The fourth type of name was the most ‘common’ type given to Ojibwe children. The common name or nickname was a name by which an Ojibwe was known throughout their life. This type of name was usually short and might contain an element of humor. A child might be given a name derived from some circumstance at the time of its birth, or from some event or animal that was nearby, or even because they bore a resemblance to something or acted a certain way. Humor was usually involved, such as one person who was named “without teeth” because it took a really long time for their teeth to come in as a baby, or another person who was named “stump” because they were very short. In both instances, the people who bore these names carried the names their entire lives.
In the fifth way, a person – usually a hereditary chief or clan leader – was sometimes known by the name of their family or clan group.
Lastly, a person might be given an English names and later have that name adopted or translated into Ojibwemowin. In some instances such names might just be done by (mis)pronouncing the English name to sound or be more Ojibwe. For instance, a girl named Josephette or Josephine might be called ‘Zozed’, a person named Margaret might be called ‘Magid’ or ‘Magidins’, meaning “Little Margaret.” Sophia might be rendered as ‘Sope’, and the name Minnie could become ‘Minin’. In other cases this is reversed and a person will be known by their Ojibwe name translated into English.
So what’s your name?
Learn more at Densmore, Frances. 1929. “Chippewa Customs.” Bulletin. Washington: U.S. Govt. print. off.
Native Americans have always been industrious and creative. Few people, however, are aware of the full impact Native American inventions have had on our day-to-day lives. Maple syrup, kayaks, the game and sticks of lacrosse, and hammocks-these are some ready examples of everyday inventions mainstream society has adopted from Native American tribes. But the story does not end there. Native Americans are still inventing useful items today that we will no doubt depend upon tomorrow.
Brad Rousseau is a celebrated independent inventor, small business owner, and enrolled member of the Turtle Mountain Chippewa tribe in North Dakota. He grew up on the Walhalla reservation in North Dakota, and he attributes his business success to the cultural values instilled in him as a young boy. Native Americans are convinced that everyone is a potential inventor if given the opportunity to analyze and solve a problem, and that was certainly true in Brad's case. Brad was taught to always look for ways to make things better and to find solutions to complicated problems. He had the opportunity to put such lessons to work when his mother, diagnosed with diabetes, was confined to a wheelchair and her doctor recommended she be transferred to a nursing home.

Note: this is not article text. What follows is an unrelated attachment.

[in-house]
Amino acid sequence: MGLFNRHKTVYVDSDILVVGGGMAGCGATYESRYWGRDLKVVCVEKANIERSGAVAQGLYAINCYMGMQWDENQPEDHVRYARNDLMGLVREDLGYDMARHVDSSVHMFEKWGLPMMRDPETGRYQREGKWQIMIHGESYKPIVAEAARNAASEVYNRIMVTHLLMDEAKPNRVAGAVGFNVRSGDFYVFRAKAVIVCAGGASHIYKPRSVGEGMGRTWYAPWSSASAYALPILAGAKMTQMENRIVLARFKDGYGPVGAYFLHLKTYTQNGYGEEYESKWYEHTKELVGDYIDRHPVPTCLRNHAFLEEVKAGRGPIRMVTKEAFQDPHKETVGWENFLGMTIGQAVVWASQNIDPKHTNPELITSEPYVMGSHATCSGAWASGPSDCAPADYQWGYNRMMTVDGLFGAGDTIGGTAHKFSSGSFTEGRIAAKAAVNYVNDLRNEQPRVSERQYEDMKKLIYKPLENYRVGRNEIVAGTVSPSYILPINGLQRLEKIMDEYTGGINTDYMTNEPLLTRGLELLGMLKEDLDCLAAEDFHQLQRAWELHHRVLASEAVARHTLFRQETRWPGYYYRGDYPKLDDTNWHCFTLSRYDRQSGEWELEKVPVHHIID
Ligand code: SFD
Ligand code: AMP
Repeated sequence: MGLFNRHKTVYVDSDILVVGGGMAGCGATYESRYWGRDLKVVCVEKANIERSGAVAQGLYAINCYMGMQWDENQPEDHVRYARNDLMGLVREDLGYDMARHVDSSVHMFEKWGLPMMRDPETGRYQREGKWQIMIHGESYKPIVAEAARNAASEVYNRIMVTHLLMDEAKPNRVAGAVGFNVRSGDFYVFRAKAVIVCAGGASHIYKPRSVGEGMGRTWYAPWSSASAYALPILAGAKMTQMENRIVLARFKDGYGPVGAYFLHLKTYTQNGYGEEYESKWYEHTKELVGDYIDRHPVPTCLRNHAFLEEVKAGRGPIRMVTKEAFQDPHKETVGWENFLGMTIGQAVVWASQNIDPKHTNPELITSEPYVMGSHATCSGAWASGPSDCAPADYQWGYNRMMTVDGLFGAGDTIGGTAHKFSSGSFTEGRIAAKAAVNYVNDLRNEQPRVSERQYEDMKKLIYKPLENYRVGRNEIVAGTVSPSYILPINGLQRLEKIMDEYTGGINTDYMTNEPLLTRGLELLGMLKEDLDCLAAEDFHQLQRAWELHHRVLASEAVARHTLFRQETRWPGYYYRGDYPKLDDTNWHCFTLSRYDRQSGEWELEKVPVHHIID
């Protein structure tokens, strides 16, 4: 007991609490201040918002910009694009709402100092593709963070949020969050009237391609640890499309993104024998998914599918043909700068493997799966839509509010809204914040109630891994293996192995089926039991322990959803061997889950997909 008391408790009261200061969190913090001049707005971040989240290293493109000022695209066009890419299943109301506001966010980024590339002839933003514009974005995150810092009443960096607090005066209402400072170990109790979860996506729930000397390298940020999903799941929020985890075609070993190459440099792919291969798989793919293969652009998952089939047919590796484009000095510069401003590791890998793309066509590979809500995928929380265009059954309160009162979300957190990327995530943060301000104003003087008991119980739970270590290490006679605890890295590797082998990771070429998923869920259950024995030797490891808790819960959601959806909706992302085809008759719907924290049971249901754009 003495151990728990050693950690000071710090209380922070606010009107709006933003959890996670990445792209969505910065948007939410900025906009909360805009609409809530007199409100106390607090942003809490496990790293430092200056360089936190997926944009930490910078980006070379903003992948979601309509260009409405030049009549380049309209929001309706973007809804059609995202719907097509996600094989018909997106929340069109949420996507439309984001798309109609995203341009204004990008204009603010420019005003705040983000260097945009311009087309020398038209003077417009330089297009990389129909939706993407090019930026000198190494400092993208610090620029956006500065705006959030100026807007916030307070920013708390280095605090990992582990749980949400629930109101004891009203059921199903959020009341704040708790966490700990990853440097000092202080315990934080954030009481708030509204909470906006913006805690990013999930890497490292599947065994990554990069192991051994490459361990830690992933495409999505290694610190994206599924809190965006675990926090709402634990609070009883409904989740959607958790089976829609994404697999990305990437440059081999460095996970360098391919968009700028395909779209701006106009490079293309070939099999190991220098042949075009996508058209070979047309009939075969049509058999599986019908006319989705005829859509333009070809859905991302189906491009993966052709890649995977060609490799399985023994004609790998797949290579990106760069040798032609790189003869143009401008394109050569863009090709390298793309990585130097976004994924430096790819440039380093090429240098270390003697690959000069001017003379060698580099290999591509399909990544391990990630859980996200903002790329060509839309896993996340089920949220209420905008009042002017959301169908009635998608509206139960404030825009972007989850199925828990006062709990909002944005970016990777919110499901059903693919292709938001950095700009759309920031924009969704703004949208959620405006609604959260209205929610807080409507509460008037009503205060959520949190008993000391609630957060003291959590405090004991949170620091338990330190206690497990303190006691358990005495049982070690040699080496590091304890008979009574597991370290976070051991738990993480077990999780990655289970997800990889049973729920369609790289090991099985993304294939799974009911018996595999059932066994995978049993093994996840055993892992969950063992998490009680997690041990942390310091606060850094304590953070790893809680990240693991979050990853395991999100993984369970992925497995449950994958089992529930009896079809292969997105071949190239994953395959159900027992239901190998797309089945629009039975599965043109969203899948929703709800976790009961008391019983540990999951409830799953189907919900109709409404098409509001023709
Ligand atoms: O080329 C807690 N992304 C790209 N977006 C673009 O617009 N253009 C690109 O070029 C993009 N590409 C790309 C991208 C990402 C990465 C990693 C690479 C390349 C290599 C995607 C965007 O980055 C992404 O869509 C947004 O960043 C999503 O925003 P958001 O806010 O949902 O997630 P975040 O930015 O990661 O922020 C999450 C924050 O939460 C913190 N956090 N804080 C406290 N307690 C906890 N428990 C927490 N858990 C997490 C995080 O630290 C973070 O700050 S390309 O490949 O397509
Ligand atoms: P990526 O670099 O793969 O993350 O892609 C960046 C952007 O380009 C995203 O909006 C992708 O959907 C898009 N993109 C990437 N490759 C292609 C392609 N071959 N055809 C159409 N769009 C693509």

Brad had a strong desire to help his mother remain close to the family, but he knew in order to do that, her mobility would need to be improved. Faced with such a challenge, Brad relied on the values he learned as a child and pushed himself to find a solution that would help his mother navigate the multiple-level house more easily. As a result, Brad came up with a device that could attach to his mother's wheelchair and allow her to be carried up and down the stairs with ease. The invention allowed Brad to better care for his mom in the comfort of their home. Most importantly, it allowed her to stay close to her family.
In 2011, Brad received U.S. patent number 8,240,691 for his invention and named it the Easy Lifter. This device allows people with mobility impairments and their caregivers greater safety and freedom of movement in any location, and it provides them a handy tool in case of emergency or an unexpected evacuation.
From this invention, Brad's company, Safe and Secure Products Inc., was born. Today, Brad's goal is to inspire other Native Americans to follow his lead-to develop their ideas, patent them, and allow everyone to benefit from their inventions.
In addition to growing up on the Walhalla reservation, Brad worked for the Tribal Council as the Director of Utilities and has traveled extensively to other reservations in the United States and Canada. His experiences give him first-hand knowledge of the disadvantages many Native Americans encounter every day. In particular, he found there was little access to resources and knowledge in the area of intellectual property.
Brad is now working to help the Native American community embrace the concept of intellectual property by mentoring other Native American business owners and inventors and sharing his acquired knowledge and experiences in the field. Recently, he joined the advisory board of the Native American Intellectual Property Enterprise Council (NAIPEC), an organization that supports the Native American community by providing assistance in patenting, trademarking, and copyrighting. According to Brad, the resources NAIPEC provides are much needed in the Indian reservations today.
"Native American businesses and individuals would benefit from knowing how to commercialize their ideas through corporations and create full employment in the reservations," said Brad. "This would allow reservations to create economic security and create jobs with content, meaning, and empowerment."
Brad Rousseau understands that a true innovator doesn't draw the line at inventing; he looks for new ways to help his community and society in general by creating opportunities and spreading the dream of invention to others.
Read more: https://www.uspto.gov/custom-page/inventors-eye-spark-genius